# Eigenvalues and Eigenvectors Diagonilization

Let $A=\begin{bmatrix} -7 & -1 \\ 12 & 0 \\ \end{bmatrix}$ . Find a matrix $P$ and a diagonal matrix $D$ such that $PDP^{-1} = A$.

Ok so the first thing I need to look for are my eigenvalues and eigenvectors. However, I think I'm doing it wrong and don't seem to get the correct eigenvectors.

If $det(A-\lambda I)X=0$ then $det(\begin{bmatrix} -7-\lambda & -1 \\ 12 & -\lambda \\ \end{bmatrix})= \lambda^2+7\lambda+12=0$

This gives me eigenvalues $\lambda_1=-3$ and $\lambda_2 = -4$

Case: $\lambda_1 = -3$

$\begin{bmatrix} -7-(-3) & -1 \\ 12 & -(-3) \\ \end{bmatrix} = \begin{bmatrix} -4 & -1 \\ 12 & 3 \\ \end{bmatrix}$ and end up with eigenvector $\begin{bmatrix} -1/4 \\ 1 \\ \end{bmatrix}$

But this is wrong, and not sure where I made the error, or if my whole procedure is off. So I stopped here.

• There's nothing wrong with what you've done so far. Keep in mind that there are infinitely many possible eigenvectors. Apr 6 '13 at 0:23
• If I do the same for my second Eigenvalue, I'll get another eigenvector. Now, if I join both eigenvectors, what is that? Is that my $P$ matrix? Apr 6 '13 at 0:24
• Yes, that's right. Apr 6 '13 at 0:25
• Hmmm.. According to this assignment, $P=\begin{bmatrix} -1/4 & -1/3 \\ 1 & 1 \\ \end{bmatrix}$ is wrong...Not sure why. Apr 6 '13 at 0:28

You can write the solution as:

$$A= P \cdot D \cdot P^{-1} = \begin{bmatrix} -1 & -1\\3 & 4\end{bmatrix} \cdot \begin{bmatrix} -4 & 0\\0 & -3 \end{bmatrix} \cdot \begin{bmatrix} -4 & -1\\3 & 1\end{bmatrix}$$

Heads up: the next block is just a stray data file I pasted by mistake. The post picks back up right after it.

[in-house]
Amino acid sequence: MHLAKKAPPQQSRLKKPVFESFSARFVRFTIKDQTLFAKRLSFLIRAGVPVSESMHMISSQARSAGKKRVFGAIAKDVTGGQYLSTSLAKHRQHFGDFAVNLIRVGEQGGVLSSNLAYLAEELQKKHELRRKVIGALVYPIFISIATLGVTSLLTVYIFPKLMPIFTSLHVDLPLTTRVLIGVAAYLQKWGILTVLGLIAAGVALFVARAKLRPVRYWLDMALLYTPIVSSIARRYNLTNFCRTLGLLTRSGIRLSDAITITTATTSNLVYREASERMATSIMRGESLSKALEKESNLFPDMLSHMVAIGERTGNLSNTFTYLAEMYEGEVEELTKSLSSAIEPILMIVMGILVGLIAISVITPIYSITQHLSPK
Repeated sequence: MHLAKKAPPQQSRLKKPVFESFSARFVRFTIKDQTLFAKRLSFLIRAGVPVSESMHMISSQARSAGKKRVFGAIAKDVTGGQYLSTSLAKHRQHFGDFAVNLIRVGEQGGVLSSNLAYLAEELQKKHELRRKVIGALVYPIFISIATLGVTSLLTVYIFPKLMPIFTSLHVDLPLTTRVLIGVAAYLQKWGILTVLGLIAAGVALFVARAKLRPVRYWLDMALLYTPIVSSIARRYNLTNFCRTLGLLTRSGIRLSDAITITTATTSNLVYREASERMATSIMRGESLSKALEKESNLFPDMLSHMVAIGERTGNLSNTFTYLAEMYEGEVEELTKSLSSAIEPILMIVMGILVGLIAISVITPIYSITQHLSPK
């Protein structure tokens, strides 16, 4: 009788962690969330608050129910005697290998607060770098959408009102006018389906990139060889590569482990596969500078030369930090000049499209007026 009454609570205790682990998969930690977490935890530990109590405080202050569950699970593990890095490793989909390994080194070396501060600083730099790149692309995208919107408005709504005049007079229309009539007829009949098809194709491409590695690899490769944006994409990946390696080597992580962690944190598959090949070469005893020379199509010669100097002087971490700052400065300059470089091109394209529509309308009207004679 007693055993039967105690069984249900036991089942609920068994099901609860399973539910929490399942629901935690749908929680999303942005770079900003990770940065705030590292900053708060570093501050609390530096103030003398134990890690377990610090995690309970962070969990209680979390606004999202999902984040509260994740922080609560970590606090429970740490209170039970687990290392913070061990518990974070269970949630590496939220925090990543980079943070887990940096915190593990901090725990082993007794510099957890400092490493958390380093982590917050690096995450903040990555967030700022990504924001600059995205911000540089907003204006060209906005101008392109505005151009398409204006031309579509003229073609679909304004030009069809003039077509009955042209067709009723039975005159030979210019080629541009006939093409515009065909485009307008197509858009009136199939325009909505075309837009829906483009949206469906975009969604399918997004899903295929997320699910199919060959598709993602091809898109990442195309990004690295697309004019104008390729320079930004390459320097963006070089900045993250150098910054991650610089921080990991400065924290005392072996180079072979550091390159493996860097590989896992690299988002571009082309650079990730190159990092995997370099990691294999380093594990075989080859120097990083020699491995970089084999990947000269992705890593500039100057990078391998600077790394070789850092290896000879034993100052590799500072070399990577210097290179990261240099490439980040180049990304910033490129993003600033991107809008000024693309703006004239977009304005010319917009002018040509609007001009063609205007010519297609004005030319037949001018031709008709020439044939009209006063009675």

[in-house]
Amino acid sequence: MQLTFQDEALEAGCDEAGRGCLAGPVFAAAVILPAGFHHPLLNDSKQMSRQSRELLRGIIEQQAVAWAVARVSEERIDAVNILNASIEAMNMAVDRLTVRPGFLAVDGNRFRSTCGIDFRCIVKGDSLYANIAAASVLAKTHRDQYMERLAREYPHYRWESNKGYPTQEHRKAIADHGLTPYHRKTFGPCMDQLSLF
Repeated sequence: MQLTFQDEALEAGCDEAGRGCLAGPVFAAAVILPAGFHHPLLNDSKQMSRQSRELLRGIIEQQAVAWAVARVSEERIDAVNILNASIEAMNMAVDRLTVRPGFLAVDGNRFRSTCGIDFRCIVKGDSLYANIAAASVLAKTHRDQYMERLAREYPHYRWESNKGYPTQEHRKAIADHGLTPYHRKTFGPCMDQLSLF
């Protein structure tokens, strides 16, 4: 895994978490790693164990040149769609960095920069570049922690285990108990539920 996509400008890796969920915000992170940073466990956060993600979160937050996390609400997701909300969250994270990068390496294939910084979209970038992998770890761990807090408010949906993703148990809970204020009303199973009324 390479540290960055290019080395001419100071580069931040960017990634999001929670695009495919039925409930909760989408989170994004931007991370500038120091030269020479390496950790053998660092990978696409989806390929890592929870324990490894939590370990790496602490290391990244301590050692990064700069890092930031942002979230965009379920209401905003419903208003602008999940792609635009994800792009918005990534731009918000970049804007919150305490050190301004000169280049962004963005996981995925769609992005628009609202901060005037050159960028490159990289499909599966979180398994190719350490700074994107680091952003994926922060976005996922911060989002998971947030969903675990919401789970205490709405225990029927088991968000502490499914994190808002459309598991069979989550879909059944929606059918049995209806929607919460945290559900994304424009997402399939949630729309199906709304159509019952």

Compare the eigenvalues\eigenvectors I wrote and the ones you wrote. So your answer is exactly the same as mine! Look at them closely and ask what you can change to make them look identical.

I would rather stay away from the fractions as they make my math more error prone (just a choice).

Does that make sense?

• That actually worked. The assignment did not like having the eigenvector in a fraction form...Thank you. Apr 6 '13 at 0:46
• @Dimitri: You are very welcome and you are doing great! When you write something to a negative power, you enclose it using ^ and squiggly brackets. Regards Apr 6 '13 at 0:47
• OHH! Great, I was trying to figure out how to do that and I gave up! But for sure, I'll make sure not to leave stuff in fraction form. Apr 6 '13 at 0:48
• Thanks for the up-votes! I don't so much care about the points, just ways to improve my writing of answers so they are clear and helpful! Apr 6 '13 at 1:21
• I was the upvote and wanted to ask why the downvote - no explanation! Apr 6 '13 at 2:43